“Glyphosate is probably the single most valuable grassweed control weapon we still have these days. So it needs to be used right – both to maximise its efficacy and to guard against the risk of resistance development. Don’t rush the job because ‘it’s just stubbles’. Take care and do it properly because this is one of the best opportunities of the whole year to deal with grassweeds.”

In particular, Barrie Hunt identifies three key considerations:

  • Using the right rate of a modern, high-performance Roundup formulation, being aware that dose rates, efficacy and labels vary widely between different glyphosates;
  • Maintaining active ingredient rates when adding adjuvants, as they are unable to make up for insufficient glyphosate in most situations; and,
  • Spraying in the most effective way, employing the right water volumes, the correct nozzles, correct pressure, appropriate speed and the best application practice.

“As well as being performance-proven under challenging conditions, modern Roundups are rainfast in just an hour and have a 6-hour cultivation interval for annual grass weeds for the greatest operational flexibility,” he noted.

“Unlike many glyphosates, they also have label approval for multiple stubble applications as well as subsequent use for post-planting, pre-em application to deal with any weeds already emerged in the seedbed. This is particularly useful where drilling has to be delayed more than a few days after the final pre-planting spray.”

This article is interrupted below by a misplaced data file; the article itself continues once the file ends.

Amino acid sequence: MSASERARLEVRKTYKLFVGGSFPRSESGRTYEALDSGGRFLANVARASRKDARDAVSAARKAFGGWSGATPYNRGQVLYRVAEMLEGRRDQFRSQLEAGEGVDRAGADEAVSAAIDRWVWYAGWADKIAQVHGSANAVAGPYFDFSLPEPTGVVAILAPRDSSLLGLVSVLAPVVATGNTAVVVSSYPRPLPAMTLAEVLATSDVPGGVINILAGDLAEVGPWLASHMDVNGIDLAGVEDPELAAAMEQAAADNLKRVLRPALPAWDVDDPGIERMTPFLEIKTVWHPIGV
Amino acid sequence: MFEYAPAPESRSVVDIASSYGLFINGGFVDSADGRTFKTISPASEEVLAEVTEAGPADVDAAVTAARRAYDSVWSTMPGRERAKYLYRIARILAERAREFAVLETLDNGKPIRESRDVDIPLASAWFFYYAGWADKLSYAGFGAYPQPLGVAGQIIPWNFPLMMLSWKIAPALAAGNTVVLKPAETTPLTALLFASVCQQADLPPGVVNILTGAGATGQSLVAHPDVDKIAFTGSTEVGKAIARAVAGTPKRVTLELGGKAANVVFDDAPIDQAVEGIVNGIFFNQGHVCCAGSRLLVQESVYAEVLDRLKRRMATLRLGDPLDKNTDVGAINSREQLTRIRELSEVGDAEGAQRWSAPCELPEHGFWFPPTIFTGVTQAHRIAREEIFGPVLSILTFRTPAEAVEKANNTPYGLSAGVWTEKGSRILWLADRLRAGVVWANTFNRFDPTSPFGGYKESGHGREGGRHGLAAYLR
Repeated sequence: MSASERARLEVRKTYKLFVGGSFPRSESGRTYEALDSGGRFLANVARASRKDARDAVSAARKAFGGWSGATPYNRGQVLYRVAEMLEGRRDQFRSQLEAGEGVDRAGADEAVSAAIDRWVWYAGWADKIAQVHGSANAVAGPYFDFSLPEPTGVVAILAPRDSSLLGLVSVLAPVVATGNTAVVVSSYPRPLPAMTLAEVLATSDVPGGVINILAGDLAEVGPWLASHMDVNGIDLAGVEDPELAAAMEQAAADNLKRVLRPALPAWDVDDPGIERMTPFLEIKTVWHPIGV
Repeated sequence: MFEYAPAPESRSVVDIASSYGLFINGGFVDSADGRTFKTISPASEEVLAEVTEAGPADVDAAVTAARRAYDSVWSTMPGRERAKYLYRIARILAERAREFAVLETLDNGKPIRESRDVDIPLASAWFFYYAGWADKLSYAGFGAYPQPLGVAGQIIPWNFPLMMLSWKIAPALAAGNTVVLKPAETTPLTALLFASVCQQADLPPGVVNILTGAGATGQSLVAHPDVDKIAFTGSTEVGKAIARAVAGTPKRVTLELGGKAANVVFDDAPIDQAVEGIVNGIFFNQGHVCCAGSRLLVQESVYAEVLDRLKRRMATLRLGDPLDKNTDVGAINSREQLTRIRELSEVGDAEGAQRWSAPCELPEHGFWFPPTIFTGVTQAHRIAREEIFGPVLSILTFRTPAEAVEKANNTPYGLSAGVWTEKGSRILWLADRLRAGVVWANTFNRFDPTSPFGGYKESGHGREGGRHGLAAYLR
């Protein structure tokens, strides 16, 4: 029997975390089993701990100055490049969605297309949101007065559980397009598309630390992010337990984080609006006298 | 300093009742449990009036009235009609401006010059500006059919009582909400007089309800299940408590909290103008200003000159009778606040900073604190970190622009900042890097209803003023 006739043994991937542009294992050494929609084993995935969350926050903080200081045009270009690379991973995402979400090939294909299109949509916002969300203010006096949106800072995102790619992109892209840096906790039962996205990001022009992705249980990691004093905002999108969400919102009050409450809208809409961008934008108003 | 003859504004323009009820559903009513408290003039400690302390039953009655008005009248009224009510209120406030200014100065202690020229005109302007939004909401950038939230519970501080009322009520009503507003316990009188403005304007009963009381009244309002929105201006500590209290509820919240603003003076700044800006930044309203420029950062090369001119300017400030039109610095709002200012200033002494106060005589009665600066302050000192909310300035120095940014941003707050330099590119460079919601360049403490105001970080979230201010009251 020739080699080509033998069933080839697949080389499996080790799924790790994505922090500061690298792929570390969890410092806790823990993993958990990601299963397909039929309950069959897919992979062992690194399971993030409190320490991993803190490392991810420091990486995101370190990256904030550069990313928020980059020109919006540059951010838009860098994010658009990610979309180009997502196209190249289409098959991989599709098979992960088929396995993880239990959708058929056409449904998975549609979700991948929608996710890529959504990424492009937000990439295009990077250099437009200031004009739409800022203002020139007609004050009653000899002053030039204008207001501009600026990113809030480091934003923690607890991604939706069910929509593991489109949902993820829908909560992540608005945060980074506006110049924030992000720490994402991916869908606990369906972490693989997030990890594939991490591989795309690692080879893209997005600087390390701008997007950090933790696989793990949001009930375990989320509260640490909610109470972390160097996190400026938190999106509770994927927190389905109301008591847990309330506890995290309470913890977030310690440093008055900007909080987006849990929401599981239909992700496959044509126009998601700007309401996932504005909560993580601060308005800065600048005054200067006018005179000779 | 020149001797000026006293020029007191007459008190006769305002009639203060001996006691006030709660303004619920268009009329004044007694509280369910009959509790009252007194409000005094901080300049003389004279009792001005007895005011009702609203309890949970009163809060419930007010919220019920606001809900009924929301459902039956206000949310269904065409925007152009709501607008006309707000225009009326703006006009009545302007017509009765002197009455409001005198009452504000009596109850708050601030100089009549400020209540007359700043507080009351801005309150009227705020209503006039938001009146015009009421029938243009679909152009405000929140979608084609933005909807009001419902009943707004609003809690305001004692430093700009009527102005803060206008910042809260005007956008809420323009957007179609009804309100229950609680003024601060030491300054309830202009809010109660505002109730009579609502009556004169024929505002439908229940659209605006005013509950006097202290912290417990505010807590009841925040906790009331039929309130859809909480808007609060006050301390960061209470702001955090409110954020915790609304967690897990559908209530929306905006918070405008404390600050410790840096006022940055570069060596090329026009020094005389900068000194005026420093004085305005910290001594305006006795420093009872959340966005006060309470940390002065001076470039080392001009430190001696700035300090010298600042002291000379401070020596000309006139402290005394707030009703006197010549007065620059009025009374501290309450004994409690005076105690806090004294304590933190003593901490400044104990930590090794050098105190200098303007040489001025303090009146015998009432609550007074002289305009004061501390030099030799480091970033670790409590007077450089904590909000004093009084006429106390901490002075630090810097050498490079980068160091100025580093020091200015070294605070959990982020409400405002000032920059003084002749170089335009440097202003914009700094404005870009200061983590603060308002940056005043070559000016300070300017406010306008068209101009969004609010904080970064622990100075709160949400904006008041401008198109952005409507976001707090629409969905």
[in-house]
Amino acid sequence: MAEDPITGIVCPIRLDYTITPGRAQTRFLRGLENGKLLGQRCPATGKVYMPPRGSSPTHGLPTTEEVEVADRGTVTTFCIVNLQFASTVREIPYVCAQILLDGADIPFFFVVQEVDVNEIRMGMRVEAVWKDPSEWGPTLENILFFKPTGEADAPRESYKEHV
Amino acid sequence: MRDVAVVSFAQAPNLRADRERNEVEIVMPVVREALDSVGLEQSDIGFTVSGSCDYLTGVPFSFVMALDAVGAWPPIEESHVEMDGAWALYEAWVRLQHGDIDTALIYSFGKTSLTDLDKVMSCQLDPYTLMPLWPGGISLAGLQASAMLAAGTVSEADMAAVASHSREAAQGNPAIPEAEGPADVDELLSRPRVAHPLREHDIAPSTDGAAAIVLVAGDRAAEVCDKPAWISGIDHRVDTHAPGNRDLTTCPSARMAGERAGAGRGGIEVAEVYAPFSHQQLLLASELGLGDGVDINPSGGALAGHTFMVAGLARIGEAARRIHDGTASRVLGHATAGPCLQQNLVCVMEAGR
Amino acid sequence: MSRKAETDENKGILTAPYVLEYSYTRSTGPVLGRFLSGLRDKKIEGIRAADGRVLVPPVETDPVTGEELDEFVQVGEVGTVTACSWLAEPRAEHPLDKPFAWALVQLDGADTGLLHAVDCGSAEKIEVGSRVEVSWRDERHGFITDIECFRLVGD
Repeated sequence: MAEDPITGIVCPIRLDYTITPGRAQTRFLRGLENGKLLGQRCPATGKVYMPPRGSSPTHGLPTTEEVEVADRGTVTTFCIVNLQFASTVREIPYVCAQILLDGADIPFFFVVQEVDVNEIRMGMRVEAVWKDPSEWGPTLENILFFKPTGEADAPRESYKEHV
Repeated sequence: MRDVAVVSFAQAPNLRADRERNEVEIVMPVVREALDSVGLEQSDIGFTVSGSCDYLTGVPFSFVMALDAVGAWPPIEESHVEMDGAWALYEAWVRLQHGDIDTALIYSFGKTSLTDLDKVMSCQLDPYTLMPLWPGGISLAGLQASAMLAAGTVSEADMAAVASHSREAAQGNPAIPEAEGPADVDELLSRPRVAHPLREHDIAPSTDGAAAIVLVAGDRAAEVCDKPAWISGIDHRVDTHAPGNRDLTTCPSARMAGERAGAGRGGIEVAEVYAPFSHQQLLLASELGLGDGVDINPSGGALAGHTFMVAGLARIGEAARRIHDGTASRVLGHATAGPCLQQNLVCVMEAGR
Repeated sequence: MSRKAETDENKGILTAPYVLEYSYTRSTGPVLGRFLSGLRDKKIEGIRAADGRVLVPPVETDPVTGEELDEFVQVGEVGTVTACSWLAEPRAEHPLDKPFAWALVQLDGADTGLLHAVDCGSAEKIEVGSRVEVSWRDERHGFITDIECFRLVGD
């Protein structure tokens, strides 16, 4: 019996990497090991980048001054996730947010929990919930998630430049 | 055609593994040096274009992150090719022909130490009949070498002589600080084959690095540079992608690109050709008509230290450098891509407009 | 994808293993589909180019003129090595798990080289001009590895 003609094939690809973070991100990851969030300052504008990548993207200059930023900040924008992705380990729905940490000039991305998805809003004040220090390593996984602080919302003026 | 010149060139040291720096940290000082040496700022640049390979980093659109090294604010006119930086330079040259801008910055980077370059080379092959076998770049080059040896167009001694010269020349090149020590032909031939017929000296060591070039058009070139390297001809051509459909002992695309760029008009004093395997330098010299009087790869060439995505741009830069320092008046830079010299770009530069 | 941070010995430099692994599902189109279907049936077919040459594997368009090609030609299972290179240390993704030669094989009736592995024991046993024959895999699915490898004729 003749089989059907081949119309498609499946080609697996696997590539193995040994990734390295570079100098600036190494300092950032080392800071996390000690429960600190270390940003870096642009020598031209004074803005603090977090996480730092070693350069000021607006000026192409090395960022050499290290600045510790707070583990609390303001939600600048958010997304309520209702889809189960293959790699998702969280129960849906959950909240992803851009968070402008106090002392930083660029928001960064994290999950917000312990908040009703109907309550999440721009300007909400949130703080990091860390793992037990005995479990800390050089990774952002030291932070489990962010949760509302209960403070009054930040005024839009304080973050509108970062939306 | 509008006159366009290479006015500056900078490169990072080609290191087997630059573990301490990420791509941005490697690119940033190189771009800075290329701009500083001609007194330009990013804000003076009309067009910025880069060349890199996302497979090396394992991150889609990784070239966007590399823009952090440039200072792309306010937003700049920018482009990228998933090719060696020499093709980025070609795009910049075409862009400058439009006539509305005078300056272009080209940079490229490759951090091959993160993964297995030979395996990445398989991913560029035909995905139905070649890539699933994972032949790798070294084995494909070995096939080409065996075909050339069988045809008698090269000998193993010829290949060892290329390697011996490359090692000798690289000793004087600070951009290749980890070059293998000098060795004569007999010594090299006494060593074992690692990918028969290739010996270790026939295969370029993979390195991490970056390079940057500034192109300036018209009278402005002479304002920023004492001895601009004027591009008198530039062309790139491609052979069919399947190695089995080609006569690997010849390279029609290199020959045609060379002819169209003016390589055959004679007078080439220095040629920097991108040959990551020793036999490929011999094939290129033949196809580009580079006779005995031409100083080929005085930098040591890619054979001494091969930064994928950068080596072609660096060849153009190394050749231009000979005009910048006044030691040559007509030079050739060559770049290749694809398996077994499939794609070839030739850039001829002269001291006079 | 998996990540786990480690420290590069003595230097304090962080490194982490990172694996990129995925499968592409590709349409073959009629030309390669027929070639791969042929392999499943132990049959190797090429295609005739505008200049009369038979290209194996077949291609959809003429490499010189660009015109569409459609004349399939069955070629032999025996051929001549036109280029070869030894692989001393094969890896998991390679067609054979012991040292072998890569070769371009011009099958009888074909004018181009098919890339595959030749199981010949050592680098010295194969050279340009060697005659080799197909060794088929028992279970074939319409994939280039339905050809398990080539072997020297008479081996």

To further minimise grassweed emergence in the seedbed, Barrie Hunt recommends moving the least possible soil at drilling.

He also advises planting the most competitive wheat varieties at higher seed rates to put the greatest pressure on any weeds that do emerge. And achieving the best, well-consolidated seedbeds both to encourage the most vigorous early crop growth and for the most effective post-emergence herbicide activity.

“Grassweeds have an uncanny ability to exploit any loopholes we leave them,” concluded Barrie Hunt. “That’s why we need to use as many cultural tools as we can in a well-integrated way to stay on top of them and make the very most of golden control opportunities like this autumn to really press home our advantage.

“Our on-line Grassweed Action resource (www.monsanto-ag.co.uk/grassweed-action) gives the best available guidance on doing this for bromes, ryegrass, wild oats and couch as well as black-grass.”

 

 

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About Author

Editor of Agronomist and Arable Farmer as well as responsibility for the Agronomist and Arable Farmer and Farm Business websites. After 17 years milking cows on the family farm John started writing about agriculture in 1998 and has since written for a variety of publications and has developed a wide circle of contacts within the industry. When not working John is an avid follower of Stoke City.